UND, other universities partner with Applied Aeronautics, Iris Automation, Sagetech Avionics to enhance UAS safety, inform right-of-way rules
The University of North Dakota’s John D. Odergard School of Aerospace Sciences (UND) has received additional funding from ASSURE for continued research into Right of Way rules using technologies associated with autonomous flight.
To support this effort, UND is working collectively with the University of Kansas and Embry-Riddle Aeronautical University using Iris Automation and Sagetech Avionics’ Detect and Avoid solutions for cooperative and noncooperative traffic within the Applied Aeronautics Albatross UAV platform.
The FAA’s ASSURE program is the Alliance for System Safety of UAS through Research Excellence. The program’s mission is to provide high-quality research and support to autonomy stakeholders to safely and efficiently integrate autonomous systems into the national and international infrastructure, thereby increasing commerce and overall public safety and benefit.
ASSURE is comprised of 25 of the world’s leading research institutions and more than a hundred leading industry and government partners.
Ultimately, this ASSURE research will help define the rules necessary for right-of-way traffic for autonomous aircraft to fly Beyond Visual Line of Sight (BVLOS), below 400 feet above ground level, within the national airspace system. These efforts may potentially assist in modifying the existing FAA rules for commercial UAS operations.
The research will provide key insights for how the UAS pilot can make safe and effective decisions when receiving conflicting traffic alerts, and help define the operator’s responsibility for situational awareness for both cooperative and noncooperative aircraft. The goal is to eliminate any ambiguity and enhance safety considerations for various aircraft sizes, crewed or uncrewed.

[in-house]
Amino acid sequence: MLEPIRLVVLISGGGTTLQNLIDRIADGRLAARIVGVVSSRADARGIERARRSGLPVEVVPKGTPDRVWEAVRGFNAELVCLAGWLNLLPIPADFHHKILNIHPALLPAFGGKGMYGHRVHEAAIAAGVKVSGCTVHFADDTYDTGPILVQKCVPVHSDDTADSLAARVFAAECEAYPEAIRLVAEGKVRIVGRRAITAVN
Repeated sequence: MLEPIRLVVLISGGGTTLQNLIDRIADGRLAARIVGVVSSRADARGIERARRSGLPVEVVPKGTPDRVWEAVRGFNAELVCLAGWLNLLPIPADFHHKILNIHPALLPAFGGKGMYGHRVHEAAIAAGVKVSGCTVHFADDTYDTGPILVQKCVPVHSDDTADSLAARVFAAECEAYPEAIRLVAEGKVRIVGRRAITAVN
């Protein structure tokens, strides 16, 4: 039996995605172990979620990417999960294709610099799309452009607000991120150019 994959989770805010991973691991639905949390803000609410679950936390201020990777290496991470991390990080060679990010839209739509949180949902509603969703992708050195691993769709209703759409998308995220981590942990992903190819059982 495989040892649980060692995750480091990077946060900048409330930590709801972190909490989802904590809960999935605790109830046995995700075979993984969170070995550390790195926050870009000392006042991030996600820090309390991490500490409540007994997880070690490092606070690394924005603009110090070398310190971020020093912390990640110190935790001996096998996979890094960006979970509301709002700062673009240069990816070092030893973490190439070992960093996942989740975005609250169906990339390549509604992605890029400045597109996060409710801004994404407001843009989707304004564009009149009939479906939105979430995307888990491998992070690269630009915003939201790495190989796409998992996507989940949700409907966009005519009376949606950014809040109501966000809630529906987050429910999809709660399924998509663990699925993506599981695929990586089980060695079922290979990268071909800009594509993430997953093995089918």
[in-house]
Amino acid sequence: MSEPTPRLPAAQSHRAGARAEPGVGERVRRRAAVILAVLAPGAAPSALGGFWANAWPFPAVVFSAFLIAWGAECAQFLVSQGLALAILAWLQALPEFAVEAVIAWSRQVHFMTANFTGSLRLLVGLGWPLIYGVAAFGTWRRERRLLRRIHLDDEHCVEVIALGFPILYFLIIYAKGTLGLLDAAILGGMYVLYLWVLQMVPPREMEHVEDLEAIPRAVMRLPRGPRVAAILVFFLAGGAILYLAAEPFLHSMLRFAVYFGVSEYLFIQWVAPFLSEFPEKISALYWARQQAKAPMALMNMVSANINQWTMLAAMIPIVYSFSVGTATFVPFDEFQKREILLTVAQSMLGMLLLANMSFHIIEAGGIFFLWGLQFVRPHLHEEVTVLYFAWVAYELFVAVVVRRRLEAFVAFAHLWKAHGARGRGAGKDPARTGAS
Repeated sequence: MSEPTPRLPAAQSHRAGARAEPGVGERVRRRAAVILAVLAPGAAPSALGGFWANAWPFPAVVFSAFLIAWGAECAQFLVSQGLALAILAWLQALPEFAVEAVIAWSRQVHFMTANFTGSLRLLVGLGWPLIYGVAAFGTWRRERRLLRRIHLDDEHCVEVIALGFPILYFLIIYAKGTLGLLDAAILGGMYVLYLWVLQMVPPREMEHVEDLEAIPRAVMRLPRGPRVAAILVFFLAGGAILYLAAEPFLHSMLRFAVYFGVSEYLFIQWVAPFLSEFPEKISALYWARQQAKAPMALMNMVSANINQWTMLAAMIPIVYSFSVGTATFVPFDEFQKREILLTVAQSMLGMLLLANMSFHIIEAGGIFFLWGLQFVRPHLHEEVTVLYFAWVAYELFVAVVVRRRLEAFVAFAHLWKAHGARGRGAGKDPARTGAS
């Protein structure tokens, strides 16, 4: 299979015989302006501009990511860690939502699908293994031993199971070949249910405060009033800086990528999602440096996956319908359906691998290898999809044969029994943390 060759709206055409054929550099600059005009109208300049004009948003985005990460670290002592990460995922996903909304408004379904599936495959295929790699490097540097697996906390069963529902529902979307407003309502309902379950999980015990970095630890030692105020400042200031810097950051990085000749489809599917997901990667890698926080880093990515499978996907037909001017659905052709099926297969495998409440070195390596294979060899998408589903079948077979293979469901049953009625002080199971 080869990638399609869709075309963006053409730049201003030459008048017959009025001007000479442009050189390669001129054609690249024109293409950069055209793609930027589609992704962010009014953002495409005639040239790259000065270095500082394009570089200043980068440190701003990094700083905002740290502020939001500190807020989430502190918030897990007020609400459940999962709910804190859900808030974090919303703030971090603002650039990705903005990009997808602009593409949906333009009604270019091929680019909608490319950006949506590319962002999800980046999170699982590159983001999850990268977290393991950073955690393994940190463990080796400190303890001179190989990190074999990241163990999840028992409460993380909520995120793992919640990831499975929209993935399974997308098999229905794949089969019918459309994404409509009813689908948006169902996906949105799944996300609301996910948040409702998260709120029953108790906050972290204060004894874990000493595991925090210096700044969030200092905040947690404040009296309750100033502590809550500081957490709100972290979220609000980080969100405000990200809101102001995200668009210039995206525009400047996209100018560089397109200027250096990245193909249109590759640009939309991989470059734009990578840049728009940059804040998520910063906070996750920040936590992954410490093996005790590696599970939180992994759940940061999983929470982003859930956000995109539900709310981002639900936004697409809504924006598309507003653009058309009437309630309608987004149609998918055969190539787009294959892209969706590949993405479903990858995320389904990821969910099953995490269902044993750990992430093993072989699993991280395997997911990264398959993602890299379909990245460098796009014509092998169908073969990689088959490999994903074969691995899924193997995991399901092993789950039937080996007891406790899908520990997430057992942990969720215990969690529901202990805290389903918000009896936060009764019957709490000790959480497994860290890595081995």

Three separate geographical locations have been identified across the U.S. to test the Albatross UAV and other UAVs against various flight scenarios using different types of aircraft, crewed and uncrewed. Simulation and flight testing will be completed in 1½ years, with the report to be delivered to the FAA in 2023.
“It is exhilarating to see — and an honor to be a part of — ASSURE universities and the UAS industry, collaborating together to find solutions to integrate UAS into the national airspace system,” said Paul Snyder, the project lead and director of the UAS Program at UND.
|About the University of North Dakota John D. Odergard School of Aerospace Sciences|
|UND Aerospace is a world-renowned center for aerospace learning, nationally acclaimed for our achievements in collegiate aviation education, atmospheric research, space studies, and earth system science and policy research. With more than 500 faculty and staff members, 1,800+ students from around the world, and myriad programs and projects, the John D. Odegard School of Aerospace Sciences is setting the pace for the future of flight. Visit aero.und.edu/aviation/.|